Spirit Awards Noms Suggest Indie Community Is Uniting Behind ‘Carol’ (Analysis)

25 Nov 2015 | Author: | No comments yet »

‘Carol’ Leads Independent Spirit Award Nominations.

Stars Cate Blanchett and Rooney Mara were both nominated for best lead actress as their drama “Carol” led all films with six nominations for the 2016 Film Independent Spirit Awards. “Carol” helmer Todd Haynes was nominated for best director for the film about a 1950s lesbian romance.

“Spotlight,” about The Boston Globe’s Pulitzer Prize-winning investigation into sex abuse by Catholic priests, received four nominations and the Robert Altman Award. Other best picture contenders are Charlie Kaufman and Duke Johnson’s animated “Anomalisa” and Sean Baker’s “Tangerine,” about transgender prostitutes in Los Angeles. All three films will compete in the categories of best feature and best director, along with Charlie Kaufman’s stop-motion feature Anomalisa and Sean Baker’s iPhone-shot Tangerine, which each scored three more nominations.

Their definition of “independent” has always been flexible and, in recent years, the winners have included such unlikely films such as Birdman, 12 Years a Slave and Black Swan (none exactly tiny). But two films landed in the best feature category that will be looking to turn the corner on bigger things for Oscar: “Anomalisa” and “Beasts of No Nation.” The former was acquired by Paramount after bowing at the Telluride Film Festival, and the studio would really love for it to be perceived as more than just an animated contender. Both Kitana Kiki Rodriguez and Mya Taylor were nominated, which reminds me: Who says there aren’t any women of color in the awards race this season? Producers: Jason Michael Berman, Chris Columbus, Jon Coplon, Christoph Daniel, Andrew Kortschak, John Lesher, Ryan Lough, Justin Nappi, Alain Peyrollaz, Gwyn Sannia, Marc Schmidheiny, Victor Shapiro, Ryan Zacaria Ensemble Cast: Billy Crudup, Paul Guilfoyle, Neal Huff, Brian d’Arcy James, Michael Keaton, Rachel McAdams, Mark Ruffalo, Liev Schreiber, Jamey Sheridan, John Slattery, Stanley Tucci (Recognizing a talented filmmaker of singular vision who has not yet received appropriate recognition. They’ll compete against Me and Earl and the Dying Girl’s Jesse Andrews and The Mend, scripted by John Magary from a story by Russell Harbaugh and Myna Joseph.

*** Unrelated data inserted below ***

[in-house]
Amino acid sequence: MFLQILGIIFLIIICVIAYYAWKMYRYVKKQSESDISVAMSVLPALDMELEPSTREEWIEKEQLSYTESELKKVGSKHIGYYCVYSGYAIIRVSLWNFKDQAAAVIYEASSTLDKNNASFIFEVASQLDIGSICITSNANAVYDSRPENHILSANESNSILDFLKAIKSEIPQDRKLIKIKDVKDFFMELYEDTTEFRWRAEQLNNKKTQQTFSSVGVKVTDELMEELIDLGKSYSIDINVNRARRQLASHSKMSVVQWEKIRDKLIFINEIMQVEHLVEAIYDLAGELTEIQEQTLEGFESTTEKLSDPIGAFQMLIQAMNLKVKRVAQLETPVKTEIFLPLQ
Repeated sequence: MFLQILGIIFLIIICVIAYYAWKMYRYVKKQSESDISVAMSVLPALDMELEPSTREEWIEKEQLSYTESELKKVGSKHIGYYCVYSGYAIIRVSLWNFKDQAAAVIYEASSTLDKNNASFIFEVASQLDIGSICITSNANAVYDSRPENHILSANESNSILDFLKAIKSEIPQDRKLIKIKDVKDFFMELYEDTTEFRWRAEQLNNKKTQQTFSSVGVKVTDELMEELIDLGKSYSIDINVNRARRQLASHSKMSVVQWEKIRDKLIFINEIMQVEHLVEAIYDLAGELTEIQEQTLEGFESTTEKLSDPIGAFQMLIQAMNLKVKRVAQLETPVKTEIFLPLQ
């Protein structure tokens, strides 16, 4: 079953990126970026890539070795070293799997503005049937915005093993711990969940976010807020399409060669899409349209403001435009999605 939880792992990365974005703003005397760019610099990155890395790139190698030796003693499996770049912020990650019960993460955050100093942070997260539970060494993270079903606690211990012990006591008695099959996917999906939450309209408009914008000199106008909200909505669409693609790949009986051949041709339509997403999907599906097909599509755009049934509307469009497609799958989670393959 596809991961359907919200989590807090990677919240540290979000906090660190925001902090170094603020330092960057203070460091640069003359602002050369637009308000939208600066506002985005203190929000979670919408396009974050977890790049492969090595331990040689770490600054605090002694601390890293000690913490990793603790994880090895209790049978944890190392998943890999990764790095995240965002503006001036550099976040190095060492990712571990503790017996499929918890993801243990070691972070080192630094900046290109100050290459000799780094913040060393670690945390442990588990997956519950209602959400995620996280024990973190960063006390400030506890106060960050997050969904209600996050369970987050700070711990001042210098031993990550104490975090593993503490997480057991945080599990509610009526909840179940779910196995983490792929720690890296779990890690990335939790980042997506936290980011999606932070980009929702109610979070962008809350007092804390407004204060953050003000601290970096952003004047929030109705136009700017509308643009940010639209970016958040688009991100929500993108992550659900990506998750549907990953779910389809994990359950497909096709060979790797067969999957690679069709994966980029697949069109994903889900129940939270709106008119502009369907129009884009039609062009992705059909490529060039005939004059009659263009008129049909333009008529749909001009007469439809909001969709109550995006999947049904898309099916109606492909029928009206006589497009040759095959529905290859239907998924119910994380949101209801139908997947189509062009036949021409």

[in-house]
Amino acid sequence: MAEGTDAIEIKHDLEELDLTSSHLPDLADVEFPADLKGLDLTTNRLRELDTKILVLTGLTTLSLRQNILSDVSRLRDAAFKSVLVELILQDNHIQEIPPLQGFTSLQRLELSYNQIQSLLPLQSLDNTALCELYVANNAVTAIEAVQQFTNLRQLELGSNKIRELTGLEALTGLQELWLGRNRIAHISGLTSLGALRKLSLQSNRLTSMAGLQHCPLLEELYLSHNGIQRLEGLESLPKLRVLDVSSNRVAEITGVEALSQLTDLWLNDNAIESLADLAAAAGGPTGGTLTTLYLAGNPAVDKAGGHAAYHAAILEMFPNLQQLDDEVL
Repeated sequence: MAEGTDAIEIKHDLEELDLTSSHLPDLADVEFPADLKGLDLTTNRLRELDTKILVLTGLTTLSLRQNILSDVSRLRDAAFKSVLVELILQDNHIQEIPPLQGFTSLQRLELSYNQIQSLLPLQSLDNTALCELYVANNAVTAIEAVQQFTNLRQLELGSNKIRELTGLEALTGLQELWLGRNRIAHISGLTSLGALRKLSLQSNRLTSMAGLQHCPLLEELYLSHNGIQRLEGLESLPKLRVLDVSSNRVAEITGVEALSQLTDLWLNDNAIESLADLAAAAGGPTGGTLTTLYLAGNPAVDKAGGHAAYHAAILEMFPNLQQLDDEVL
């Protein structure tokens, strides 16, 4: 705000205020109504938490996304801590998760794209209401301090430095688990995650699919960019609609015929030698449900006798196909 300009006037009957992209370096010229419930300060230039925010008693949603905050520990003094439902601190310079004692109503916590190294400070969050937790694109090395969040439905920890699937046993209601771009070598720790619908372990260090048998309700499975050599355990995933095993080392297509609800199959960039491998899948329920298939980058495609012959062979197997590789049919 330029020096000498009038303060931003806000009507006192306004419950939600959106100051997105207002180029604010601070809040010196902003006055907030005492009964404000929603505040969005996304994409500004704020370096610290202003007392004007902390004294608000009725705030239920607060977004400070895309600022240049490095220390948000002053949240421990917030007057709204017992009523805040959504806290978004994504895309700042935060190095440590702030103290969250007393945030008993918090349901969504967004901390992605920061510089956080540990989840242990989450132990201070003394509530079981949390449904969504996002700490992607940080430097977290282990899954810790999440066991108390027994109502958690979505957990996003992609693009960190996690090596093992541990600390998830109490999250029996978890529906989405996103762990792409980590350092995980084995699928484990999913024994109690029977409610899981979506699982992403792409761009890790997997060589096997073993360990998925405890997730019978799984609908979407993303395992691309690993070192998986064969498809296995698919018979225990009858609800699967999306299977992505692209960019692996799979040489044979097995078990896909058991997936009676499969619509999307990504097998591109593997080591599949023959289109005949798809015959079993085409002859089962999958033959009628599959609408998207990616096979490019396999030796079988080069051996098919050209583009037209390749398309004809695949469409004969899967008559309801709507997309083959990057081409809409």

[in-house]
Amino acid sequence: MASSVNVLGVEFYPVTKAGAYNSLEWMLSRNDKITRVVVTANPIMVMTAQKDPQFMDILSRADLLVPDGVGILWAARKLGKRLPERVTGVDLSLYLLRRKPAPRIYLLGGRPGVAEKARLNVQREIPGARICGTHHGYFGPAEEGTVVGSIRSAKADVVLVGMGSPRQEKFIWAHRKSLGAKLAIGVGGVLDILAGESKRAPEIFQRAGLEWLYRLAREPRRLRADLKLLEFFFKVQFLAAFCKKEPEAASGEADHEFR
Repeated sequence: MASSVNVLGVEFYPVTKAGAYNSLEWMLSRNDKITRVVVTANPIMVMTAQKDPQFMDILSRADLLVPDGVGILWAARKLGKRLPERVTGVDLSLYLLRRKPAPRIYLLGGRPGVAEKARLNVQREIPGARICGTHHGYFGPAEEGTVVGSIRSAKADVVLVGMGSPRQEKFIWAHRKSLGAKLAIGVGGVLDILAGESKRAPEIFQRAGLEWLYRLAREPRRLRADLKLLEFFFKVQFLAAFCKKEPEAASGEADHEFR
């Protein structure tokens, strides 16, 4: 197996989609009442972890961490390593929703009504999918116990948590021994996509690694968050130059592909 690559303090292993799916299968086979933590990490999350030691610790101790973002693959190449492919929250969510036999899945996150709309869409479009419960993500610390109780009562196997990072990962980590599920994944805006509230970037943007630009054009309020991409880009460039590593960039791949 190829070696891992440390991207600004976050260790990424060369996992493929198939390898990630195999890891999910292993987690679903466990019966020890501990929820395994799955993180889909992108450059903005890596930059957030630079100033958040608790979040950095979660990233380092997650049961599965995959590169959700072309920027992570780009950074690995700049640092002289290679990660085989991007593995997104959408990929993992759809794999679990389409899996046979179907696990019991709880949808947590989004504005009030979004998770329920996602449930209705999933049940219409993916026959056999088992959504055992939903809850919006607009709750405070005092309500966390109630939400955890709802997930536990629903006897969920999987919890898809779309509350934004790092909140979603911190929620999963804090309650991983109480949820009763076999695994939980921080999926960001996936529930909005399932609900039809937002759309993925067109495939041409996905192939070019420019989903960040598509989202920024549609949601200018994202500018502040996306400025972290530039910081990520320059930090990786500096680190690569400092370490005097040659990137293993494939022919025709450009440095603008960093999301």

Both have been the focus of the first Oscar campaign for transgender actresses in history, and while the road might end with indie tips of the hat such as this, they shouldn’t be marginalized as exceptions to a rule. Meanwhile, the John Cassavetes Award for best feature made for under $500,000 will see Benny and Josh Safdie’s Heaven Knows What face off against Advantageous; Christmas, Again; Krisha; and Out of My Hand.

But Elizabeth Banks remains a strong force in her category despite deferring to a field of women today that isn’t likely to translate for Academy voters. (That said, the inclusion of Jennifer Jason Leigh’s voice work for “Anomalisa” is a brilliant note; she might be better there than as a gnarly, fowl-mouthed outlaw in Quentin Tarantino’s “The Hateful Eight.”) Another boost came for “99 Homes” star Michael Shannon. Broad Green Pictures has been trying to rev the engines on that push for a while now, but again, the best supporting actor category is positively thick with possibilities.

Nominees for best male lead include Christopher Abbott (James White), Abraham Attah (Beasts of No Nation), Ben Mendelsohn (Mississippi Grind), Jason Segel (The End of the Tour) and Koudous Seihorn (Mediterranea). We don’t think Brooklyn — with no significant US investment — was eligible, but Room, despite being an Irish-Canadian co-production, clearly was up for awards. In the event, Lenny Abrahamson’s film missed out on best picture, but registered in the races for best female lead (Brie Larson), best editing (Nathan Nugent) and best first screenplay (Emma Donoghue). But in a year so odd, so all over the map, so dependent on various little bases of support with not much blanket approval for this or that contender to go around, it’s been in need of a cumulative effect. Brooklyn also failed to make the International feature award, losing out to Mustang, Girlhood, A Pigeon Sat on a Branch Reflecting On Existence, Son of Saul and Embrace of the Serpent.

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